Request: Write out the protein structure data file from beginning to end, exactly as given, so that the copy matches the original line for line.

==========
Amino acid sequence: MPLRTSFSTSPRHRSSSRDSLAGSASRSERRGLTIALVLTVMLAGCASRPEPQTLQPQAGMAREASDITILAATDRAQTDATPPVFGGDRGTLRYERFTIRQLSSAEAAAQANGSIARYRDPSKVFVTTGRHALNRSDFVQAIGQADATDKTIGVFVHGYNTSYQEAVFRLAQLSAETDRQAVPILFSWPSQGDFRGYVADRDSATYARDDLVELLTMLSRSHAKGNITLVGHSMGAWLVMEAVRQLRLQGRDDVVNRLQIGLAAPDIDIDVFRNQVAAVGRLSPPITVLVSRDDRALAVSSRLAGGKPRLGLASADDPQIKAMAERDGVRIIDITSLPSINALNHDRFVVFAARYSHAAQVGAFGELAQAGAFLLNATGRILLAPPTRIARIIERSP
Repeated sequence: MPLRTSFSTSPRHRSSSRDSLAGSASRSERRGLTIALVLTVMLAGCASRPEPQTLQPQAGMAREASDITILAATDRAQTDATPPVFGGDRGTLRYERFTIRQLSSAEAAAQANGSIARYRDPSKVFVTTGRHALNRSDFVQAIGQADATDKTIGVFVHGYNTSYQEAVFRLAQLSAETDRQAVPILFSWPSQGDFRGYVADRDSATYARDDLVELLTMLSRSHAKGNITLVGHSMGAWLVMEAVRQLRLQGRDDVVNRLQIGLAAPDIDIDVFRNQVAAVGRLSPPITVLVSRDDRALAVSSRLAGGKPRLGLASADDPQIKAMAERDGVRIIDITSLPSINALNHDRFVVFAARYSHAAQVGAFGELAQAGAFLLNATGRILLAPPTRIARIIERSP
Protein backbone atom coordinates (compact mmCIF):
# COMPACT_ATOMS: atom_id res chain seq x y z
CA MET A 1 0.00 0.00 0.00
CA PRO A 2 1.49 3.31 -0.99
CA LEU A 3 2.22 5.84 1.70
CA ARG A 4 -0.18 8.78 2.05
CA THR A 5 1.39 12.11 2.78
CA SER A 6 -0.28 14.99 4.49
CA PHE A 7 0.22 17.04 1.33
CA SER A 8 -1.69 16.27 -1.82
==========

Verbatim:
Amino acid sequence: MPLRTSFSTSPRHRSSSRDSLAGSASRSERRGLTIALVLTVMLAGCASRPEPQTLQPQAGMAREASDITILAATDRAQTDATPPVFGGDRGTLRYERFTIRQLSSAEAAAQANGSIARYRDPSKVFVTTGRHALNRSDFVQAIGQADATDKTIGVFVHGYNTSYQEAVFRLAQLSAETDRQAVPILFSWPSQGDFRGYVADRDSATYARDDLVELLTMLSRSHAKGNITLVGHSMGAWLVMEAVRQLRLQGRDDVVNRLQIGLAAPDIDIDVFRNQVAAVGRLSPPITVLVSRDDRALAVSSRLAGGKPRLGLASADDPQIKAMAERDGVRIIDITSLPSINALNHDRFVVFAARYSHAAQVGAFGELAQAGAFLLNATGRILLAPPTRIARIIERSP
Repeated sequence: MPLRTSFSTSPRHRSSSRDSLAGSASRSERRGLTIALVLTVMLAGCASRPEPQTLQPQAGMAREASDITILAATDRAQTDATPPVFGGDRGTLRYERFTIRQLSSAEAAAQANGSIARYRDPSKVFVTTGRHALNRSDFVQAIGQADATDKTIGVFVHGYNTSYQEAVFRLAQLSAETDRQAVPILFSWPSQGDFRGYVADRDSATYARDDLVELLTMLSRSHAKGNITLVGHSMGAWLVMEAVRQLRLQGRDDVVNRLQIGLAAPDIDIDVFRNQVAAVGRLSPPITVLVSRDDRALAVSSRLAGGKPRLGLASADDPQIKAMAERDGVRIIDITSLPSINALNHDRFVVFAARYSHAAQVGAFGELAQAGAFLLNATGRILLAPPTRIARIIERSP
Protein backbone atom coordinates (compact mmCIF):
# COMPACT_ATOMS: atom_id res chain seq x y z
CA MET A 1 0.00 0.00 0.00
CA PRO A 2 1.49 3.31 -0.99
CA LEU A 3 2.22 5.84 1.70
CA ARG A 4 -0.18 8.78 2.05
CA THR A 5 1.39 12.11 2.78
CA SER A 6 -0.28 14.99 4.49
CA PHE A 7 0.22 17.04 1.33
CA SER A 8 -1.69 16.27 -1.82